PLANNING WATCH-The Los Angeles Times has changed ownership several times in recent decades, but its support for speculative real estate bubbles has never wavered.
This was on full display in its recent editorial, “L.A. can begin to solve its affordable housing crisis in 2021.” The article’s essence was that the update of LA’s Housing Element – a section of LA’s rickety General Plan -- should be used to increase the market value of private parcels through widespread up-zoning. In short, if real estate developers could build larger, taller, denser buildings on in-fill sites, the market values of these parcels will soar. Property owners can then either flip their property to pocket this windfall, or they can invest in expensive apartment buildings for long-term profits. Either way the LAT’s zoning deregulation proposal enriches them.
The external appearance of the LAT’s proposal is quite different from this cloaked reality. The paper’s trickle-down claim is that increasing the zoning capacity of residential neighborhoods will, “cure homelessness, protect tenants at risk of displacement, reduce segregation, promote fair housing, enact equitable development, and address the shortage of affordable housing.”
Only if this were true, and not just a ploy to keep the latest housing bubble afloat by helping real estate investors flip parcels and build expensive housing in such desirable Los Angeles neighborhoods, as Downtown LA (DTLA), Miracle Mile, Hollywood, and Warner Center.
In fact, a careful look at the LAT’s zoning proposal, and similar proposals from developer Astro-turf lobbying groups and the faugressive charlatans reveals that that their up-zoning cure make the disease of over-priced housing and homelessness worse. In DTLA, Hollywood, and other hot Los Angeles neighborhoods, existing zoning is already generous. It allows virtually unlimited construction, most of it without height limits. The result of the LAT’s up-zoning proposal would be more expensive, auto-centric apartments rented to affluent tenants. They might live a block from mass transit, but they would rarely take a bus or subway. Instead, they depend on cars for transportation, mostly their own.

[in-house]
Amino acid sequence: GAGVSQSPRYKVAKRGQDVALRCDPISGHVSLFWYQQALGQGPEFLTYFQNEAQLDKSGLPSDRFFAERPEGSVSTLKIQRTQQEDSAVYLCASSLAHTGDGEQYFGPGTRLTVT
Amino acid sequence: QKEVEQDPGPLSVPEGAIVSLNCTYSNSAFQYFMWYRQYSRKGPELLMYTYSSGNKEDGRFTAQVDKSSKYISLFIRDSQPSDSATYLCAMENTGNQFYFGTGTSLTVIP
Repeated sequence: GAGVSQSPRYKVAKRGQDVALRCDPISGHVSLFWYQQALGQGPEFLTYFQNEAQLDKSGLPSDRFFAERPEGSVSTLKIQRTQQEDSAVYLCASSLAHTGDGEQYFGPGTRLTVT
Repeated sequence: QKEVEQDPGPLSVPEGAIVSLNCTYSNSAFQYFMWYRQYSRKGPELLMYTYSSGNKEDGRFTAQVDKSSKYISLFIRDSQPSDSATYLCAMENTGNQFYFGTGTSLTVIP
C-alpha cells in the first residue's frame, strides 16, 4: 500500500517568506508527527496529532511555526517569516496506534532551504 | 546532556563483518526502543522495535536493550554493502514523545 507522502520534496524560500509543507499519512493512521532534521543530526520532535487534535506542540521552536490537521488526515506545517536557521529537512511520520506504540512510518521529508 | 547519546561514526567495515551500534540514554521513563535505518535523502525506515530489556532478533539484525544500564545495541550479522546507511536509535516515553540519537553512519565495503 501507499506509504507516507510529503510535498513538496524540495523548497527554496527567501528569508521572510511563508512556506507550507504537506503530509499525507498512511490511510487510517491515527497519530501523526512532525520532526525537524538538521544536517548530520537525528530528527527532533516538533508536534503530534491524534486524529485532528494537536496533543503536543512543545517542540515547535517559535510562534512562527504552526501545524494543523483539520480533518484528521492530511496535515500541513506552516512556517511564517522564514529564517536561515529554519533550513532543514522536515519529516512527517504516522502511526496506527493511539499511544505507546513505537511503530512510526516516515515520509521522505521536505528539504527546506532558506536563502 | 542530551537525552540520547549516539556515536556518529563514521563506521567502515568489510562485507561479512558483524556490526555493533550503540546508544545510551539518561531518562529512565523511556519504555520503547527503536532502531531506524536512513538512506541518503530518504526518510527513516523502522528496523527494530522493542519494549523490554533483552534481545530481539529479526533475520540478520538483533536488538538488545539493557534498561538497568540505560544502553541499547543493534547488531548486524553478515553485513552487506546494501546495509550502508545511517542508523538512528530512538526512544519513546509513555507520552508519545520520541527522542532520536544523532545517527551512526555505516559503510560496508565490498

If City Hall adopts plans and ordinances to increase the zoning capacity of Los Angeles neighborhoods, it will not reverse these trends; instead it will produce three adverse outcomes that debunk the alleged benefits of up-zoning.
- The increased value of up-zoned parcels trickles-up to property owners. These unearned profits increase economic inequality in Los Angeles, as well as the cost of new housing located on suddenly more valuable parcels. Since increased economic inequality and housing costs also price-out current residents from their long-time neighborhoods, up-zoning plans and ordinances make the housing crisis worse.
- New, expensive apartments also pull up the rents in nearby apartment buildings. This is why LA’s rapidly gentrifying neighborhoods, like Boyle Heights, Highland Park, DTLA, and Hollywood, have experienced sharp rent increases in recent years. It does not take long for these landlords to figure out that new, expensive apartment buildings cast a giant financial shadow on nearby areas. They quickly follow suit with rent increases.